5-Minutes Kyle Fickler

5-Minutes with Kyle Fickler of ProCharger (and SEMA Chairman of the Board)

Kyle Fickler is a great example of a professional who still plays with cars. Actually, it’s better to reverse that statement, as he’s more of a car guy who has also built a career in the performance aftermarket. Today Kyle is the Director of Business Development at ProCharger and is serving as the Chairman of the Board for SEMA, the Specialty Equipment Market Association.

Kyle received his bachelor’s degree(s) and Law degree from the University of Montana but chose to follow his passion for cars by starting his career with Aeromotive Fuel Systems. Over the years he has been heavily involved with the industry and various SEMA committees and even found time to score a couple NHRA Wallys in his Super Comp dragster. His wife, Debra, has also scored wins in Stock Eliminator and their daughter, Danika, is an NHRA D5 Summit E.T. Series Champion. We were able to steal a few minutes with Kyle during the SEMA Show.

GG: You chose an automotive aftermarket career rather than practicing law. Why?

Kyle Fickler: Once I graduated law school, I knew I had to do something in motorsports. I was practicing law the morning I cold called Steve Matusek. He was working on the business plan for Aeromotive and I needed a fuel system for our dragster. That was my first job in the performance industry. I just had to do what I love.

GG: What are the biggest changes you’ve seen in your 30-plus years in the aftermarket?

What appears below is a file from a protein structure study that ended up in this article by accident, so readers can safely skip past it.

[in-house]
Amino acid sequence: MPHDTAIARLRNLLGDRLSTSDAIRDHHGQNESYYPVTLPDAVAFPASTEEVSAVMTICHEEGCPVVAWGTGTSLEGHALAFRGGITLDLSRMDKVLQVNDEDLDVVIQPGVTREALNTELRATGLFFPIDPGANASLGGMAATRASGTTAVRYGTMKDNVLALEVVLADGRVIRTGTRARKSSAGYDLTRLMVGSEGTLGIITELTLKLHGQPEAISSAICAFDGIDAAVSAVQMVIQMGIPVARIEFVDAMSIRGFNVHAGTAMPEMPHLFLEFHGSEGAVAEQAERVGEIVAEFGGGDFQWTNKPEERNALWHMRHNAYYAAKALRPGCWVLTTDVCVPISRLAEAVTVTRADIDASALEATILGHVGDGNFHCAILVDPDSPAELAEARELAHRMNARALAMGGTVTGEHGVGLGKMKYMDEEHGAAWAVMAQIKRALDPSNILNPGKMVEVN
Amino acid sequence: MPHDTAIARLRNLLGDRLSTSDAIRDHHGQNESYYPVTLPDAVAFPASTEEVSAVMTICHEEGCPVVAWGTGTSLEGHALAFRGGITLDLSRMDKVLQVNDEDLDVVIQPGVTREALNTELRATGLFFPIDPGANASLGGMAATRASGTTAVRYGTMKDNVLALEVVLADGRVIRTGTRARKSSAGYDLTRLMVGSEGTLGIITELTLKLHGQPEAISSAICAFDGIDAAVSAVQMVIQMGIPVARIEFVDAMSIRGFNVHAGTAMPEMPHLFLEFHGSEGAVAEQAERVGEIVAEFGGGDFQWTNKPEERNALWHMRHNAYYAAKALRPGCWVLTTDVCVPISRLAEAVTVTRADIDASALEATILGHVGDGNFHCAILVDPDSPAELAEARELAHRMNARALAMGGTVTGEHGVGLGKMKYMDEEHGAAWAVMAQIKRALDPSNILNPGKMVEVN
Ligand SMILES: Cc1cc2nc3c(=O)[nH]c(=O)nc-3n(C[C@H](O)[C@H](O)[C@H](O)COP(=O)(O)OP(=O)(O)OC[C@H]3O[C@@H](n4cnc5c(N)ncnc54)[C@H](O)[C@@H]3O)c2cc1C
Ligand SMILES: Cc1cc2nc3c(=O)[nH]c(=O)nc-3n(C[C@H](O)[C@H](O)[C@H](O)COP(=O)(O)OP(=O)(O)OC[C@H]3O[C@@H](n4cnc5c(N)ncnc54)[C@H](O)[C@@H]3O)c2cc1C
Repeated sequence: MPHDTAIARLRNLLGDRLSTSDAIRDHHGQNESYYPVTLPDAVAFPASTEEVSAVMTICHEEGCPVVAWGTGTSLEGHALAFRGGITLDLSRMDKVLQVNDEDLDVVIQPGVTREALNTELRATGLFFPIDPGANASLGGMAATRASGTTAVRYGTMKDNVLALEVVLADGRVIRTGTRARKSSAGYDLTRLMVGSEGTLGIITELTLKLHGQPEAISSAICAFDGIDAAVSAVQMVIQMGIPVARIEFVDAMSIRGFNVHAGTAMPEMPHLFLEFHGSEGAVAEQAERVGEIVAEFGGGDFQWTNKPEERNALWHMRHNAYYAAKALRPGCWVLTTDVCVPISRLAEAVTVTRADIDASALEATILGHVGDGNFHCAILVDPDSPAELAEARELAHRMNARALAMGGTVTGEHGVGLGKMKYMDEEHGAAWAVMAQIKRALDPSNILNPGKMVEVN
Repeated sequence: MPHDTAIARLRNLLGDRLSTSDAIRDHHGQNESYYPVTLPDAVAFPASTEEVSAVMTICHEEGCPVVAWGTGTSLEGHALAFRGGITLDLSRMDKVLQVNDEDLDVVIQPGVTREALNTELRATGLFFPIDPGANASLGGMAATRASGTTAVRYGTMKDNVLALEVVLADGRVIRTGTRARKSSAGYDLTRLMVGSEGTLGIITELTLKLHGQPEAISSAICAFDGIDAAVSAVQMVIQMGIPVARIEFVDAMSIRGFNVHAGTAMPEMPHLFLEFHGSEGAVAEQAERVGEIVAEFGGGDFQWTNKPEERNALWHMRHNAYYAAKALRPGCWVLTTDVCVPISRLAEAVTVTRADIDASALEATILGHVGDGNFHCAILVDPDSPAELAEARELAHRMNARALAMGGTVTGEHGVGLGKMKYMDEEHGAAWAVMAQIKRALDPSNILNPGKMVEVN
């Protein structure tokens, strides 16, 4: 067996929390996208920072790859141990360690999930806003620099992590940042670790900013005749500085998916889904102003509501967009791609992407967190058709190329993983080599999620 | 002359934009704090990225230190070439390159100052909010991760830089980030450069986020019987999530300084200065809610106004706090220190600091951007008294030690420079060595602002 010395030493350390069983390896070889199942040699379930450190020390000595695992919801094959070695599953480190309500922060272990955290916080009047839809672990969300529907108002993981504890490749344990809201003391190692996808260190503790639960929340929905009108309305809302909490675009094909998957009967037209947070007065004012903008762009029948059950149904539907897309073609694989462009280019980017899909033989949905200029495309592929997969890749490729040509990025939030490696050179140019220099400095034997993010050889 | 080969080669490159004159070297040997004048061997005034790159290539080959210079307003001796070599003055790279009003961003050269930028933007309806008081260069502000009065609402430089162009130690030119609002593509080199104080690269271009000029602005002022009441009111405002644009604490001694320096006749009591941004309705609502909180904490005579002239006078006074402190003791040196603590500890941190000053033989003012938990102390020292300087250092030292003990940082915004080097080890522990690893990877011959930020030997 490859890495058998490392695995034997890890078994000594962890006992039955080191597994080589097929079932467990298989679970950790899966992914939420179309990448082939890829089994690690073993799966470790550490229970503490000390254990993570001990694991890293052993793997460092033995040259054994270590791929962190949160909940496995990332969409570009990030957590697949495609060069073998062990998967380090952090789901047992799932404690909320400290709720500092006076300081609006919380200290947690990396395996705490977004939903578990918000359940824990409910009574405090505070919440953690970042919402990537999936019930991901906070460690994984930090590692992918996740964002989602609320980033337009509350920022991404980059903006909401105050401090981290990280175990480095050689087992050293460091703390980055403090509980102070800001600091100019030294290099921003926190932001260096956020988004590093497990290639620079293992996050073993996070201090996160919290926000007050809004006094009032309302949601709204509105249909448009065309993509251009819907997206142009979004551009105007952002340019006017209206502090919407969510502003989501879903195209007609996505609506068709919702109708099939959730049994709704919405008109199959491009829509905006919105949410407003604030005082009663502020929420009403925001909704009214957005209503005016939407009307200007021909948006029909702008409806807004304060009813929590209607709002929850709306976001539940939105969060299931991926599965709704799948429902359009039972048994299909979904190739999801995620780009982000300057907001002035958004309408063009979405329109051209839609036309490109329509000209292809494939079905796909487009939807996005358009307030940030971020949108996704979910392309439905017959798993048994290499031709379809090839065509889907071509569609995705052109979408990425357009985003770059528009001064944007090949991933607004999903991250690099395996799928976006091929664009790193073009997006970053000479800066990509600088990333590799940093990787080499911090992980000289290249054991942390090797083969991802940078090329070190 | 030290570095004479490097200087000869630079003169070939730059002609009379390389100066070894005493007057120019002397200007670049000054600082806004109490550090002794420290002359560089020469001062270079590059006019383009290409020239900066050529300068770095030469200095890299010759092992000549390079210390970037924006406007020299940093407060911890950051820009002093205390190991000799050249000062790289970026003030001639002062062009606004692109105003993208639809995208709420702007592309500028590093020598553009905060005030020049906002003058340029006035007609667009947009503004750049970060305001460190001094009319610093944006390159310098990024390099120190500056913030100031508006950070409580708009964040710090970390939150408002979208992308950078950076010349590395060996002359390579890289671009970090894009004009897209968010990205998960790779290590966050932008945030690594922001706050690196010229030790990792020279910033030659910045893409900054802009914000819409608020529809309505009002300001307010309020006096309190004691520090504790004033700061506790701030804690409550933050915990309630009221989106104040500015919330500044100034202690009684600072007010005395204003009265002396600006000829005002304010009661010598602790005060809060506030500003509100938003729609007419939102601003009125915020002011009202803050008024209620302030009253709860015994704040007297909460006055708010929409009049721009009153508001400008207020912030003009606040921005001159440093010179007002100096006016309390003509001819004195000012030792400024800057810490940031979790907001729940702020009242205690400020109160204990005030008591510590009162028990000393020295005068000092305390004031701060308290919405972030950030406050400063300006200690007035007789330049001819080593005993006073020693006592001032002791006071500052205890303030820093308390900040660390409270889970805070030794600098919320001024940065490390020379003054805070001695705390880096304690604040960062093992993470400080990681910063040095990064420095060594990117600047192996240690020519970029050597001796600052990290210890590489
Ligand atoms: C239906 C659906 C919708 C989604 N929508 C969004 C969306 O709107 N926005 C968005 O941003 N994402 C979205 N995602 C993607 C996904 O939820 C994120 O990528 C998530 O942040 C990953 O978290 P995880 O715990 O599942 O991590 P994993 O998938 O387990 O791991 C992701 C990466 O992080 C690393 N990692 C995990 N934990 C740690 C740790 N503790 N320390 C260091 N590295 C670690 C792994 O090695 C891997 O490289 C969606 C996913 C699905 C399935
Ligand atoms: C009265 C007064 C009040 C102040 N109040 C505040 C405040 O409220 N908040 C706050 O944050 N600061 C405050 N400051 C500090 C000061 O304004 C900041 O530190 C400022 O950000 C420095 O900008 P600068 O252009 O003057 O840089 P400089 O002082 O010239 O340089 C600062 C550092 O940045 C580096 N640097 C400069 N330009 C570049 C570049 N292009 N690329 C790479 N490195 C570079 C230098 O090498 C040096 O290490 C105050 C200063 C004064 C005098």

Fickler: I remember when it was said that EFI was going to kill hot rodding. Maybe I believed it, too, but look how far the industry has come with aftermarket EFI and the ability to tune OE EFI. It makes it so easy to build big horsepower. Not too long ago, 600hp on the street really got your attention, but now it’s easy to build 800–1,000 reliable horsepower on pump gas or E85 with a ProCharger!

5-Minutes Kyle FicklerGG: What do you see as the biggest challenge for hot rodders in the future?

Fickler: The performance aftermarket is fighting to maintain our right to modify, repair, and enjoy our vehicles. California and other states are trying to enact outright bans on internal combustion engines (ICE), which we will oppose vigorously. SEMA and enthusiasts alike need to protect our right to choose between technologies, and alternative fuels for internal combustion engines should be part of the conversation. The courts are questioning if the EPA is exceeding its authority in these instances.

GG: What initiatives is SEMA taking that are specifically geared toward the vintage vehicle portion of the hobby?

Fickler: SEMA works hard to maintain a good working relationship with the California Air Resources Board (CARB), and understand they have a job to do. Many states follow California’s lead on emissions, so the SEMA DC team works hard to keep California in alignment with key SEMA initiatives.

SEMA is constantly engaged at the state and federal level on topics such as exhaust noise. A recent example includes a new law in Tennessee that implements a fair, objective method for determining compliance with the law, rather than relying on subjective judgments on whether an exhaust system is too loud.